Chaenomeles japonica

cath923December 3, 2013

Does anyone know if and how I can train a japanese quince into a standard? It is about 10 years old and very untidy. Also, most of the flowers bloom almost out of sight low in the bush. It is now December and it is covered in buds already so I brought some in and am enjoying the flowers now as they pop open!

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Sara Malone Zone 9b

These plant sucker so aggressively that I can't imagine that a standard form would be successful. To increase the flowering (and its visibility) you can spur-prune it by pruning the side shoots to 2-3 buds. Best to do this in spring/summer, after flowering. You can shorten new growth as well as prune the spurs. Both should help flowering and overall appearance of the shrub, which is fairly messy at best.

Good luck!

Sara

    Bookmark   December 3, 2013 at 1:25PM
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Embothrium(USDA 8 Sunset 5 WA)

If this is, in fact the quite low- and dense-growing, usually some shade of orange-flowered C. japonica - and not one of the taller kinds (the old fashioned, usually red-flowered shrub which is called by the common name "japonica" in Britain, is C. speciosa; it is also represented in cultivation by named cultivars producing flowers of various colors; some forms on the market belong to the hybrid between the two called C. x superba) - it won't have the right type of growth for training up into a tree shape. (It might be possible to graft one onto a fruiting quince stem to produce a lollipop tree, although I haven't seen this done myself).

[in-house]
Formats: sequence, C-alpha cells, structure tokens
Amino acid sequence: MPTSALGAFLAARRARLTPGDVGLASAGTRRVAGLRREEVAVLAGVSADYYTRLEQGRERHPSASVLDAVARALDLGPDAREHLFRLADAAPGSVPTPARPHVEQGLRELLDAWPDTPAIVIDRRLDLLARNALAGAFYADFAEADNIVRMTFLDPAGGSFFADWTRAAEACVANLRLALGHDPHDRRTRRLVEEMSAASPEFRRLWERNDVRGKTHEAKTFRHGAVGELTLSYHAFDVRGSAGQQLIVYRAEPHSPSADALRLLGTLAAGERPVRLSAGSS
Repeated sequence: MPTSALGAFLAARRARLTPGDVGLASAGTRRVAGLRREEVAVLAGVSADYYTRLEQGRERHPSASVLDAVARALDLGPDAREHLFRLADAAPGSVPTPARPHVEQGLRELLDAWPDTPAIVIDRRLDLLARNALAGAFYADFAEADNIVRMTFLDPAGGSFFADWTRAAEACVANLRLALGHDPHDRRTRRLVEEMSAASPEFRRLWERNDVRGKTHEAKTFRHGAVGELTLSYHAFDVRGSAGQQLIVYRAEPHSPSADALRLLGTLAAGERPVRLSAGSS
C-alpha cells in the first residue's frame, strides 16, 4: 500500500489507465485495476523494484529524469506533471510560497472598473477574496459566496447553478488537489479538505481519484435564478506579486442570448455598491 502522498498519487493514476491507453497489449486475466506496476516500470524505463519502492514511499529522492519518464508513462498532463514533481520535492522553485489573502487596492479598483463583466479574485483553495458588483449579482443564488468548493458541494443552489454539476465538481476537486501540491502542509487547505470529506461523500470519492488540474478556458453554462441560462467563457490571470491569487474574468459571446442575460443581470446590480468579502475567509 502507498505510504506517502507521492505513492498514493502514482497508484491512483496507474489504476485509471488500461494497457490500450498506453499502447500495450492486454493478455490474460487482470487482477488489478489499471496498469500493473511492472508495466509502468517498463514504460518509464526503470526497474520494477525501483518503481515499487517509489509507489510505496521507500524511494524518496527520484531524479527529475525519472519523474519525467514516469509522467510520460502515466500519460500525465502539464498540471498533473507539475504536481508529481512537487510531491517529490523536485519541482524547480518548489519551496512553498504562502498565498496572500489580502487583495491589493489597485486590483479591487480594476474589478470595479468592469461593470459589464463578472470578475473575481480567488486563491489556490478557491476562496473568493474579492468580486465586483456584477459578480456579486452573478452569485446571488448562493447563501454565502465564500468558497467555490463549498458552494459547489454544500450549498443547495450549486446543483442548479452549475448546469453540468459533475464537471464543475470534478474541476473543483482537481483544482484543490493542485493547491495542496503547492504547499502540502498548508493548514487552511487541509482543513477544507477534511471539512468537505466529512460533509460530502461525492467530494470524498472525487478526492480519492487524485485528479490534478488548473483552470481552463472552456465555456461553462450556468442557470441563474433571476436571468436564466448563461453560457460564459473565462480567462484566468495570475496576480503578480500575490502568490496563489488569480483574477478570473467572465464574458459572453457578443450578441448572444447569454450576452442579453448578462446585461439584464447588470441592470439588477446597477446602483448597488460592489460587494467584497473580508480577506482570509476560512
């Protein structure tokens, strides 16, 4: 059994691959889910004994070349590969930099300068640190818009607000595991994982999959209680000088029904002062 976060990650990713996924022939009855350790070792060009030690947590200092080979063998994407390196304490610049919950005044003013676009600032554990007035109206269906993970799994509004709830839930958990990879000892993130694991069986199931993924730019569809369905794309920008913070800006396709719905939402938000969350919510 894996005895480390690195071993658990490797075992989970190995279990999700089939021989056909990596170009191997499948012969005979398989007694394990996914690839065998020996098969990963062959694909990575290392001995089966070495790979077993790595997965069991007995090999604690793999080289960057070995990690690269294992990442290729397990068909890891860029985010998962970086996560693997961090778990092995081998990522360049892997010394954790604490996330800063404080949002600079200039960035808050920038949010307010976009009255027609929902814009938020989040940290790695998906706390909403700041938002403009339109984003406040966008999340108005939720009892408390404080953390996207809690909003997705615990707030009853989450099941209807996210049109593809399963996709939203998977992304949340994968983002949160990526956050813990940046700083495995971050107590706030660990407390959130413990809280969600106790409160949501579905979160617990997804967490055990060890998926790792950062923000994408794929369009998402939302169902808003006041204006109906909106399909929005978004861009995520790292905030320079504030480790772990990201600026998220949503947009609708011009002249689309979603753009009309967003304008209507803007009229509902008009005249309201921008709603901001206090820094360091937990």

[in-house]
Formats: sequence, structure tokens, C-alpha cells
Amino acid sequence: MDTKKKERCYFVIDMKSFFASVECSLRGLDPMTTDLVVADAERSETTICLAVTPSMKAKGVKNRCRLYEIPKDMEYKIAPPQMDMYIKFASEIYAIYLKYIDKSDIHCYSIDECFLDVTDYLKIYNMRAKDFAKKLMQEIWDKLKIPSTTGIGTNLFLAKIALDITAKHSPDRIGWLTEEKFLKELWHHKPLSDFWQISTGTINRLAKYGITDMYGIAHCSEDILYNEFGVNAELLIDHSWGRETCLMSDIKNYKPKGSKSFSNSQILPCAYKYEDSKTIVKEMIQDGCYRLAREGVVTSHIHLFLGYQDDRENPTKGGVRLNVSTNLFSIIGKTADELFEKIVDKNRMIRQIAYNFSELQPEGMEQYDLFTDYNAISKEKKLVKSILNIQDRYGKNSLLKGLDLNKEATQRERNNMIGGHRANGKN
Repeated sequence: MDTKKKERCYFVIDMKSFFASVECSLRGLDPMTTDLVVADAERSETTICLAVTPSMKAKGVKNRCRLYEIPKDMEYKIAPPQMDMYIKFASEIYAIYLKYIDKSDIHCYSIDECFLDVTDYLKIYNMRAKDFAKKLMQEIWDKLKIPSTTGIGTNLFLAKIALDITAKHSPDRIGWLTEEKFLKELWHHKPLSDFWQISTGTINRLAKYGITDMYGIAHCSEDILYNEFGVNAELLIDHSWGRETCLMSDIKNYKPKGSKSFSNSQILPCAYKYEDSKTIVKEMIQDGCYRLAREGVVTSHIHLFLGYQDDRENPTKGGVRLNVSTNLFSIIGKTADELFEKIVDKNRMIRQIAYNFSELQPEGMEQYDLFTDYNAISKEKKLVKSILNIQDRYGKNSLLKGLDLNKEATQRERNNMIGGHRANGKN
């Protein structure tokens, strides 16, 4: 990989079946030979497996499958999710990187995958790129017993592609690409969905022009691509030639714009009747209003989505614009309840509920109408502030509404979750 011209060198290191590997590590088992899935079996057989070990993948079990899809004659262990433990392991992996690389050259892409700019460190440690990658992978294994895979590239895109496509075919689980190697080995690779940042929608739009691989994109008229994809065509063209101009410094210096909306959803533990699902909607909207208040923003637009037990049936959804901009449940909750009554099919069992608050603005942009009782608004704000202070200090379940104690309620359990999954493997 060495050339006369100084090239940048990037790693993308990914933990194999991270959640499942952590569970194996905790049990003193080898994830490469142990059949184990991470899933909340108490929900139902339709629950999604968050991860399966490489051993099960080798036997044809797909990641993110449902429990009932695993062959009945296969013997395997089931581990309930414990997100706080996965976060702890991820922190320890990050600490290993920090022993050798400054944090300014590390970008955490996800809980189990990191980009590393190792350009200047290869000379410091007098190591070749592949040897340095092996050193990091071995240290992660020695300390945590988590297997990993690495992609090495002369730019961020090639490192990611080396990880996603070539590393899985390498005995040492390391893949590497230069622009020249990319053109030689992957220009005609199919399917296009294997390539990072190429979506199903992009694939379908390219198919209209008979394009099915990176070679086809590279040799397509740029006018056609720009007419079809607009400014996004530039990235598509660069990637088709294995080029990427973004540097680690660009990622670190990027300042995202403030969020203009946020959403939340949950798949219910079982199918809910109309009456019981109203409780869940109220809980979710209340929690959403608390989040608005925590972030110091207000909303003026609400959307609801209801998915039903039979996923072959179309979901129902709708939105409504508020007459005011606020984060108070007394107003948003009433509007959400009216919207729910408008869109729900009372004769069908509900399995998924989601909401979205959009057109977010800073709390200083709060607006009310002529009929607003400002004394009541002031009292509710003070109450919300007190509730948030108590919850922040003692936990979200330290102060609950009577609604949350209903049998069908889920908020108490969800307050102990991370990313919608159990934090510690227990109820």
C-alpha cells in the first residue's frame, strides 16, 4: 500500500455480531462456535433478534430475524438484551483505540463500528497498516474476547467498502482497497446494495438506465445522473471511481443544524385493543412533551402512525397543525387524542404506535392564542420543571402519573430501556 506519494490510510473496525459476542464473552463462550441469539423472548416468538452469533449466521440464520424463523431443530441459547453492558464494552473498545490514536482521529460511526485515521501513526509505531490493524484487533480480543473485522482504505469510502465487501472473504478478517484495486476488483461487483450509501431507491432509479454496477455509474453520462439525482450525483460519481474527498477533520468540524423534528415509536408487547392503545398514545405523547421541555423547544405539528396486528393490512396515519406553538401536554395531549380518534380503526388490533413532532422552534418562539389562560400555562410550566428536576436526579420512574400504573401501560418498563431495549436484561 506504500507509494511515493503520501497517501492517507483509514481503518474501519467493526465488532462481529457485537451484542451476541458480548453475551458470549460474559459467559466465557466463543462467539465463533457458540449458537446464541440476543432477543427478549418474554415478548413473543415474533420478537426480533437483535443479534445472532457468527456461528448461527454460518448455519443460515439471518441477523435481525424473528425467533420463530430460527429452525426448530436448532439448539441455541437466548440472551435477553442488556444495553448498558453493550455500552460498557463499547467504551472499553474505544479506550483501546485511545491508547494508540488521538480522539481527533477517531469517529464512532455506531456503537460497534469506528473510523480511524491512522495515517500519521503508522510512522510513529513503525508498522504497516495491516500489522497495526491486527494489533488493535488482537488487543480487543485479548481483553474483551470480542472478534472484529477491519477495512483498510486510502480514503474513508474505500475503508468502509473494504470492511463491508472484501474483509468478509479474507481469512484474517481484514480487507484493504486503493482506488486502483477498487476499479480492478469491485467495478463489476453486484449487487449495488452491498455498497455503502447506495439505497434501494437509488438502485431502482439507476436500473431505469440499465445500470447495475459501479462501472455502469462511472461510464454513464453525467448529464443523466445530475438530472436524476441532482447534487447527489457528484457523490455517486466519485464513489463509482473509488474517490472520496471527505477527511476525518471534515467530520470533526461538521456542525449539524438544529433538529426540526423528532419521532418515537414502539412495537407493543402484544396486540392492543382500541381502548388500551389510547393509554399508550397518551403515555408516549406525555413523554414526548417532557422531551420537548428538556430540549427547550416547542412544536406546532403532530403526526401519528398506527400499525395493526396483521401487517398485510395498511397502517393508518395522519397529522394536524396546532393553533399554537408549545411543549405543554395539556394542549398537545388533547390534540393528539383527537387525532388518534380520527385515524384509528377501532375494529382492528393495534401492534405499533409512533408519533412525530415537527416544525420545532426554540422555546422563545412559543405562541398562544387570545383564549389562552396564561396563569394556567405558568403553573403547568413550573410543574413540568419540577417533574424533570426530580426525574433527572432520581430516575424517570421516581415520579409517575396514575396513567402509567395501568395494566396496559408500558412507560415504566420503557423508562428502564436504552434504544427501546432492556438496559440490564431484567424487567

What has been done with the tall ones is to train them against walls, cutting them back right after flowering to maintain the flat shape. The flowers can show quite well under such circumstances.

    Bookmark   December 3, 2013 at 4:46PM
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Sara Malone Zone 9b

Yes, I just looked it up in the American Hort Pruning guide and espalier is one of their suggestions. Be careful, though, may have nasty thorns!

    Bookmark   December 3, 2013 at 5:23PM
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cath923

Thank you both of you. I can't believe the speed with which you replied! I think I'll follow most of your suggestions with the shrub - I'll spur prune the main plant and then try digging up some of the suckers and rooting them to make an espalier to go against the wall. One of them, I'll experiment with and try turning it into a standard although I agree it probably won't work! Lots to do in the spring!
And yes - those thorns do hurt!

    Bookmark   December 3, 2013 at 9:08PM
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ken_adrian Adrian MI cold Z5

first off .... its your plant.. presumably.. you have pruning shears.. go for it ... who cares what the rules are ... what do you have to lose???